CALGARY – A group of oilsands companies has set its first environmental performance target by limiting the use of fresh water in oil production, but goals for cutting greenhouse gas emissions have proven much more complicated.
Members of the Canadian Oil Sands Innovation Alliance — an organization through which 13 oilsands players aim to make the industry greener — said Tuesday they have agreed to halve the amount of fresh water used to produce a barrel of crude from steam-driven projects to 0.2 barrels by 2022.
It’s COSIA’s first target involving specific numbers and deadlines since its inception in early 2012.
COSIA provides legal frameworks that enable oilsands companies to share their intellectual property for environmentally friendly technologies without stifling competition.
In addition to cutting water use, COSIA members are focusing on technologies that would reduce the industry’s impact on land, help manage tailings waste and cut greenhouse gas emissions.
“It’s the kind of thing that you want to get right rather than do quickly,” said COSIA CEO Dan Wicklum.
COSIA is “probably a small number of weeks or months away” from announcing targets for reducing land disturbance and tailings ponds that hold huge volumes of oilsands waste.
And it’s still “working diligently” on the greenhouse gas element, though that’s taking longer than other areas.
“I think it is more difficult to put together,” Wicklum said.
“There’s a global debate around GHGs. There’s not a global debate around tailings. So I think it’s tied up with regulation and policy and a global debate, which adds an added degree of complexity for that file.”
Greenhouse gasses are emitted in various parts of the development process, so it’s tougher to separate environmental technologies that can be shared through COSIA from ones that would give companies an economically competitive edge, he added in an interview.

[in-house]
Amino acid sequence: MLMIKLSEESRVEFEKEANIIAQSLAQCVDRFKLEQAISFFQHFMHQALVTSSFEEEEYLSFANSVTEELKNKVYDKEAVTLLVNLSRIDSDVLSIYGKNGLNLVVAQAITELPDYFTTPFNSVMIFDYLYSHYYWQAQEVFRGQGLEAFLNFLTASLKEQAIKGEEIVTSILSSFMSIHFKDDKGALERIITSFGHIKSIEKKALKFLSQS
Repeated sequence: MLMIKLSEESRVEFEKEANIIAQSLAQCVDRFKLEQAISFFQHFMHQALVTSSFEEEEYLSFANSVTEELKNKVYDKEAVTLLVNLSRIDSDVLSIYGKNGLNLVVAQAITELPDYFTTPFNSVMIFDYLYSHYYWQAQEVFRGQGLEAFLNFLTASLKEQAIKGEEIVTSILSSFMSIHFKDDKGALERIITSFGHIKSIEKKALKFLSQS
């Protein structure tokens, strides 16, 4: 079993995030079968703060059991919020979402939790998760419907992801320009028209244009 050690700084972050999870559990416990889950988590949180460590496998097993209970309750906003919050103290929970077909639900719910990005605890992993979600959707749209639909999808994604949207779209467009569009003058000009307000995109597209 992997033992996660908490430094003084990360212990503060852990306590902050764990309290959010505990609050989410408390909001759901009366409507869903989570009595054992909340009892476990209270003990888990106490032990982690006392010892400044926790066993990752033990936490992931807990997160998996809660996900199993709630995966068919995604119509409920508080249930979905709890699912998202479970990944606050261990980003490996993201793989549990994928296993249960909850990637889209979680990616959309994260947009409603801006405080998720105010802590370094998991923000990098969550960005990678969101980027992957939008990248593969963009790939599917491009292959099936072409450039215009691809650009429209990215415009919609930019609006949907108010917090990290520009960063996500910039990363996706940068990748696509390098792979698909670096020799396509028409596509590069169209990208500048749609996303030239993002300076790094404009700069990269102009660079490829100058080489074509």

That’s not to say COSIA members haven’t been working on cutting carbon emissions while the legal framework is being hammered out, the bosses of two major oilsands operators said.
“It’s actually one of the top priorities,” said Shell Canada president Lorraine Mitchelmore.
For instance, Shell aims to start up its Quest carbon capture and sequestration project next year. That project, partly funded by the Alberta and federal governments, would prevent 1.2 million tonnes of carbon dioxide from Shell’s Scotford oilsands upgrader near Edmonton from escaping into the atmosphere by storing the gas underground.
Shell spent about $27 million on COSIA projects in 2014.
“When we look at our budget, that is sacred,” she said.
COSIA members have agreed their emissions performance should be better than producers of conventional oil, said Suncor CEO Steve Williams. Some of the newer oilsands projects are already achieving that goal.
Amin Asadollahi, oilsands program director at the Pembina Institute, an environmental think-tank, said he’s encouraged by COSIA’s work.
“However, a lot more needs to be done,” he said.
Asadollahi describes COSIA as a “black box” that doesn’t publicize enough information for it to be held accountable. He also said members should also stop opposing tougher regulation if they want to make a difference on the environmental front.
Governments need to step up to the plate, too, Asadollahi said.
“COSIA in itself cannot do this,” he said. “We would like to see government sending the right signal and the right level of incentive required for industry to reduce its emission intensity.”
Currently, COSIA members are sharing 777 technologies costing more than $950 million. This year, 68 projects with a cost of more than $200 million were started.
“If there’s a difference from ’14 to ’13, I would say that real stuff is getting done now,” said Williams. “So we’ve moved from the tremendous challenges we’ve had from aligning fiercely competitive companies to actually getting stuff done.”
Suncor spent $18 million on COSIA technology in 2014 and that’s expected to rise next year.
Mitchelmore said there’s a perception that COSIA is only making progress in “baby steps.”
“Well, I would say to put 13 companies together, it truly is an incredible feat and to do that in such a short time frame, I would say it’s giant steps.”
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